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Column: The joys of thought

Hi, I'm Chandra Jacobs and I think. I have done so for most of my post-childhood. I like to think, read, observe and then talk about what I'm thinking, reading and observing. Yes, it is true--I am often known to ponder the unexplained, question the established, and all this outside the workplace or the classroom.

I thought most other people thought in their free time too. Sadly for me, they don't. But moreover, sadly for them. Because thinking is fun--and that's why I'm surprised more people don't do it.

Here's my theory on why America no longer thinks. People within our society simply work too much and then spend the precious few leisure hours they have disengaging their brains to relieve the stress of working too many hours in the week. It's as if our society only makes cultural and intellectual advancement in the confines of the workplace, where workers are motivated to create and sometimes think by the omnipotent dollar. And then, after designing that Pentium 3000 chip, the same brilliant engineer goes home and purposely chooses to neglect his brilliance by engaging in the most unstimulating activities--all in the name of "unwinding."

This is why American "culture" is so lame and why we have the WB. This is why the Ludakris and Mystikal song entitled "Move Bitch" is moving quickly up the top-10 list, and why Britney Spears makes the cover of Rolling Stone. This is also why we have no social-scene on campus. It's not those damn capitalist bastards, it's not a government conspiracy to brainwash us with mind-numbing drivel and it certainly isn't "the man" or the University--it's us.

We're choosing not to think, and by choosing not to think we're choosing dullness. We're keeping our crappy pop culture and unfulfilling campus life in business while simultaneously complaining about it--we sustain it in order to feel successfully distanced from working and thinking. In this way we're hypocrites and responsible for everything we get. Thinking in itself is fun--it's we who arbitrarily relate it to work in the guise of the un-fun. If we thought more, we could create a culture worthy of thought.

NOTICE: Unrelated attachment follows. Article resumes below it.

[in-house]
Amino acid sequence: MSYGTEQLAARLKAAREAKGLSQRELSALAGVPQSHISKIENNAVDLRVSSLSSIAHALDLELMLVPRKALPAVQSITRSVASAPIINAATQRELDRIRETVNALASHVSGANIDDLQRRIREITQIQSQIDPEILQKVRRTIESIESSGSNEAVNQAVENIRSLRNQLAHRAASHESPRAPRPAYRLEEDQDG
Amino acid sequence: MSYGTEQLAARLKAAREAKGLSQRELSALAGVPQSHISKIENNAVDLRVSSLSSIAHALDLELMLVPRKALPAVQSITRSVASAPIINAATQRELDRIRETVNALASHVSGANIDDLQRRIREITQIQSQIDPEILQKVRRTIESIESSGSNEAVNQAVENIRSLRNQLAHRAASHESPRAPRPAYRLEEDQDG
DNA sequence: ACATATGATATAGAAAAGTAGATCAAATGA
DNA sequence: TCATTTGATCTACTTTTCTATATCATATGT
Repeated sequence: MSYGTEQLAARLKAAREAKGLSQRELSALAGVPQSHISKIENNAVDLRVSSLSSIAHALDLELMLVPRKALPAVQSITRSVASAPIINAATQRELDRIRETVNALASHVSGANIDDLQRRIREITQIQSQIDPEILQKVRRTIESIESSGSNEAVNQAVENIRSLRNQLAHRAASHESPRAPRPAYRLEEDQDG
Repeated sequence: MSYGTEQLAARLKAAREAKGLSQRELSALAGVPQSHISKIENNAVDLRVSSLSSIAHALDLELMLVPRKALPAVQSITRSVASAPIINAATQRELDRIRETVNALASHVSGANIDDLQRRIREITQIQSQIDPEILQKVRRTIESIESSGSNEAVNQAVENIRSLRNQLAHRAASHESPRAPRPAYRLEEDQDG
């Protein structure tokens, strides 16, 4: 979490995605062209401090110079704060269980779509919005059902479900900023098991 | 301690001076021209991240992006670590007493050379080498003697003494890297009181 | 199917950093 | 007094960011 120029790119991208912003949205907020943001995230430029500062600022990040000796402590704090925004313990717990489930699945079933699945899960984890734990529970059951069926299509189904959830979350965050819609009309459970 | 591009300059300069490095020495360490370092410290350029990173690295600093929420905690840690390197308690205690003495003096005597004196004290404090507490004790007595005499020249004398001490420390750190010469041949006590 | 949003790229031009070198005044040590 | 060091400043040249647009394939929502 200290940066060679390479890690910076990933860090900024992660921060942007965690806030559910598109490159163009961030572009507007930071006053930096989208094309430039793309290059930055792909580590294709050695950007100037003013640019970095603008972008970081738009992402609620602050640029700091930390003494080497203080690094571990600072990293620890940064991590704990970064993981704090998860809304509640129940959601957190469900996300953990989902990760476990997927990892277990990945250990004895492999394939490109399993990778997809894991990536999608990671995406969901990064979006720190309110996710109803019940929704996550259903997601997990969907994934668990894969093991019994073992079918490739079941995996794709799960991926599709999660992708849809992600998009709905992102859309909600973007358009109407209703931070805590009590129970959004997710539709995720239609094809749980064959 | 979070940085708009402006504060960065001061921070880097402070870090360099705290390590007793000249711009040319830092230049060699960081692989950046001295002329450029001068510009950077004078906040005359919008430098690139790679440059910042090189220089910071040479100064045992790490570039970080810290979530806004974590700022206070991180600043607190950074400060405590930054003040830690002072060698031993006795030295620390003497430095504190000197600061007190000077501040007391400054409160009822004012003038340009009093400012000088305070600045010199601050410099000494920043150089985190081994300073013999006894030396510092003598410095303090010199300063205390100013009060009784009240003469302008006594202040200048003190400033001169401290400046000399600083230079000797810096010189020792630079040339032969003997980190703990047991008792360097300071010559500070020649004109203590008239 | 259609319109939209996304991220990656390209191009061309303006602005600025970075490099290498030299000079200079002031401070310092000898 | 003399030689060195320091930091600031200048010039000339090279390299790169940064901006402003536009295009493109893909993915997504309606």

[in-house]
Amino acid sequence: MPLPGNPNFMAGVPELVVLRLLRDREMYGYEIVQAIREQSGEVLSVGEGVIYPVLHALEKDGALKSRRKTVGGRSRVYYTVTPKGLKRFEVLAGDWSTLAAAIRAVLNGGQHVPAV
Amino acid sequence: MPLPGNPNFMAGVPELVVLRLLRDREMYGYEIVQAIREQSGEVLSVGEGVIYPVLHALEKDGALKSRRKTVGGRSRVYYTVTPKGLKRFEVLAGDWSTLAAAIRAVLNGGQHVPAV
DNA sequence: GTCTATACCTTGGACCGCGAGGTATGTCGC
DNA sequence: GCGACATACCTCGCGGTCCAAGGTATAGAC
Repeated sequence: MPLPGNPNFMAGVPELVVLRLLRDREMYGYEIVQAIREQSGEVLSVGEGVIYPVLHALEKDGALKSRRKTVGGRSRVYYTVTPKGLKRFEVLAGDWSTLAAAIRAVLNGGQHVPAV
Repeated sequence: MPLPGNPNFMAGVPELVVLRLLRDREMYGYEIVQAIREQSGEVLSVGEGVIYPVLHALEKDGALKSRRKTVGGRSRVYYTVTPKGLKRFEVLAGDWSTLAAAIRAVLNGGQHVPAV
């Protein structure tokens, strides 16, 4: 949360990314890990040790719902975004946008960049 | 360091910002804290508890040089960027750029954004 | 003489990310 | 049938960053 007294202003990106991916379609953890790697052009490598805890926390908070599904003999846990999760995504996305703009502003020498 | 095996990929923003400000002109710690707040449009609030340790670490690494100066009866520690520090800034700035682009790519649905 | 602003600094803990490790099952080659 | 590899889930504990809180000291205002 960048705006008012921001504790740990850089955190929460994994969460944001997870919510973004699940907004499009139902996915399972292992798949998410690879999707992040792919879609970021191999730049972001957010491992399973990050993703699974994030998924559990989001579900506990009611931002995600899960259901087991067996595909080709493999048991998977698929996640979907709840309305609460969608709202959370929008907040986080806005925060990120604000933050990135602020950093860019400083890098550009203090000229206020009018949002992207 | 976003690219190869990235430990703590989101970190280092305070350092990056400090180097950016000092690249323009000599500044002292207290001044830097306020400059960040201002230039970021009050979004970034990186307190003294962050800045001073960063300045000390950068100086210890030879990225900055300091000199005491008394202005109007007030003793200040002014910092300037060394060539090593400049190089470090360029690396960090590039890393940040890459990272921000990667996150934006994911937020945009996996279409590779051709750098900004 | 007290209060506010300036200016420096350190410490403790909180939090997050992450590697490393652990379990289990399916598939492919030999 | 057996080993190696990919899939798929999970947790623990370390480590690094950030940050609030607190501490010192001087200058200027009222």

As I still have some faith left in the Duke student body, I'll generously assume that we don't think in our free time because we, like the rest of America, don't know it's fun. However, on average we don't work hard (work hard, play hard is just not so true), giving the majority of us ample leisure time to pursue interesting endeavors. In other words, the majority of us have no excuse not to use our brains and be outwardly interesting (I'm pretty sure that some of us are inwardly interesting).

So, I challenge you. I challenge you to try thinking. Maybe not on a Friday night to start with--½that may be too much to ask. But you can definitely sacrifice part of your Thursday night to do a bit of light thinking (it's like lifting weights, you have to start slowly), even if it is before you go out to Chapel Hill, drink and parley with someone of the opposite (or the same) sex.

To start things off, the administration should declare Thursdays as Duke University Thinking Days (DUTD) and have a University- sponsored contest to create a good piece of artwork that best represents thinking and offer a monetary prize. Or, maybe for once, we should just stare conformity and blandness in the face and say "To hell with that, I'm bored here and I'm going to think of a way to change it." Duke life is only a reflection of the boring student body that it contains, and it's time we do something about it.

Chandra Jacobs is a Trinity junior. Her column appears every third Wednesday.

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